L/100km and running costs
The old adage about not buying a supercar if you’re worried about running costs doesn’t apply in full to the NSX, especially if you ignore its $206,795 list price (not that you’ll do that in a hurry). By utilising its hybrid running gear effect both low speed all-electric running and as a useful start-stop system the Honda claims a not unreasonable 10L/100km at the pumps – not bad for near 600bhp supercar weighing in at nearly 1800kg. That said, in everyday use you can expect low to mid-twenties, while giving the Honda its head will see superunleaded downed at the rate of a gallon every 25 kilometers or so.
Still, CO2 emissions of 228g/km mean it’s a not unreasonable expensive car for business users, while being a Honda it’ll be as dependable as a Southern Train services is unreliable.
Interior and tech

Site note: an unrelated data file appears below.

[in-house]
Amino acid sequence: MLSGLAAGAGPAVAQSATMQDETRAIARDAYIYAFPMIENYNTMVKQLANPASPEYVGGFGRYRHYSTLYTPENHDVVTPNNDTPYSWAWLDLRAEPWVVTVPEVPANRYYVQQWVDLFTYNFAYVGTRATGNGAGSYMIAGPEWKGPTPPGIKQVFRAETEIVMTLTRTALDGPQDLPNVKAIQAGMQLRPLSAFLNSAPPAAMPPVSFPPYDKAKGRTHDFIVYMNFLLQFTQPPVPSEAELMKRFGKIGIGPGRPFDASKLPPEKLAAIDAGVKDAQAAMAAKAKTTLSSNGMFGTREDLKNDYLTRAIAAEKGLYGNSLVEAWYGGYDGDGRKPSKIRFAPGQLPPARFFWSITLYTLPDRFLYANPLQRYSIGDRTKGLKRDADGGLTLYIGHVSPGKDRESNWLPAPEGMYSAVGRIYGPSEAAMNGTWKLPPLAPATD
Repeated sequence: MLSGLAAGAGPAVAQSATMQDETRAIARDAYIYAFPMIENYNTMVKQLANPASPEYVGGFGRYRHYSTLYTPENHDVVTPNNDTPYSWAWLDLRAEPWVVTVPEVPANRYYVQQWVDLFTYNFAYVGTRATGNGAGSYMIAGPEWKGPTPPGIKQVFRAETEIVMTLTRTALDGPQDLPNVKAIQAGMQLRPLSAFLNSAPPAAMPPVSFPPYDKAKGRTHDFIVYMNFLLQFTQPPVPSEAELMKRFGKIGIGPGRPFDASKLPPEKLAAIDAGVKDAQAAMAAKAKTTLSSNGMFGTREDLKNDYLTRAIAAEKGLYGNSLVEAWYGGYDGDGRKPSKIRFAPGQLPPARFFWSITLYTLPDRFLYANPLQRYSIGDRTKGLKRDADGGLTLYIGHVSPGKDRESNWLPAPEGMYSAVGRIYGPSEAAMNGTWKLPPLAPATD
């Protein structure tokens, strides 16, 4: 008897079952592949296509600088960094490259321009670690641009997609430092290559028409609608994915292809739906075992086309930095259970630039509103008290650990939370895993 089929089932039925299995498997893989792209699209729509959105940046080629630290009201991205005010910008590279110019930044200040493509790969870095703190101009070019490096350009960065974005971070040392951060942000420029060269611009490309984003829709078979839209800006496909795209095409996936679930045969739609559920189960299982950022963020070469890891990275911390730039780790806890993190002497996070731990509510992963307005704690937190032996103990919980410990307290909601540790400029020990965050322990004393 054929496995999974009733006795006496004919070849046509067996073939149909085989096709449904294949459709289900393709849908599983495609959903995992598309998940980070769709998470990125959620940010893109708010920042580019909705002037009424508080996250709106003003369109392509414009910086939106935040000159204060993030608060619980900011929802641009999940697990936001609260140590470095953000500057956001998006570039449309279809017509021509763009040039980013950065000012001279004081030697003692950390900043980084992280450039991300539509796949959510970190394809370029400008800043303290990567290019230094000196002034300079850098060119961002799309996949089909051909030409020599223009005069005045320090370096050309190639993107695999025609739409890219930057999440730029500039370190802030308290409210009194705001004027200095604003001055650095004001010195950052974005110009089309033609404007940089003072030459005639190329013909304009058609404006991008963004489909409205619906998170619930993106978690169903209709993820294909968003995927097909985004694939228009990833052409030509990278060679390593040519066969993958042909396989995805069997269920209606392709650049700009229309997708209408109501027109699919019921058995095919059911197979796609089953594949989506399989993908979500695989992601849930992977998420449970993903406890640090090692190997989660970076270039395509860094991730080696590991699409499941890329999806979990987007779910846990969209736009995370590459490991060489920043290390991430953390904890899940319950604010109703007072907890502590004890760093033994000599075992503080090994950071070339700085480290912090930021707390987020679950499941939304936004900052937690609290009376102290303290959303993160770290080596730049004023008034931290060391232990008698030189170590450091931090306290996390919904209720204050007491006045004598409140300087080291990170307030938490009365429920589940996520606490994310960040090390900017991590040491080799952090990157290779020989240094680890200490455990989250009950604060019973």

At a glance the Honda’s interior is all a bit Dan Dare, an array of digital dials and numerous buttons make it more starship than car. It gets easier to navigate with time, but it’s never as straightforward as the cabin of a Porsche 911. Still, it’s dripping with kit, from the touchscreen sat-nav and infotainment (fabulously counter-intuitive), soft leather trim and the really rather good ELS nine-speaker hi-fi. Yet the NSX’s commitment to the ‘everyday supercar’ tag hasn’t been forgotten completely. For example, the A-pillars have been designed to be thinner and less obstructive than in other modern cars. Using a rectangular steel tube design called 3DQ, the width of the pillar is just 89mm, compared with a claimed standard width of 124mm. The interior surfaces of the cockpit have also been designed to give more support where you need it when driving hard, namely the areas where the outside of your knees/lower legs want to rest.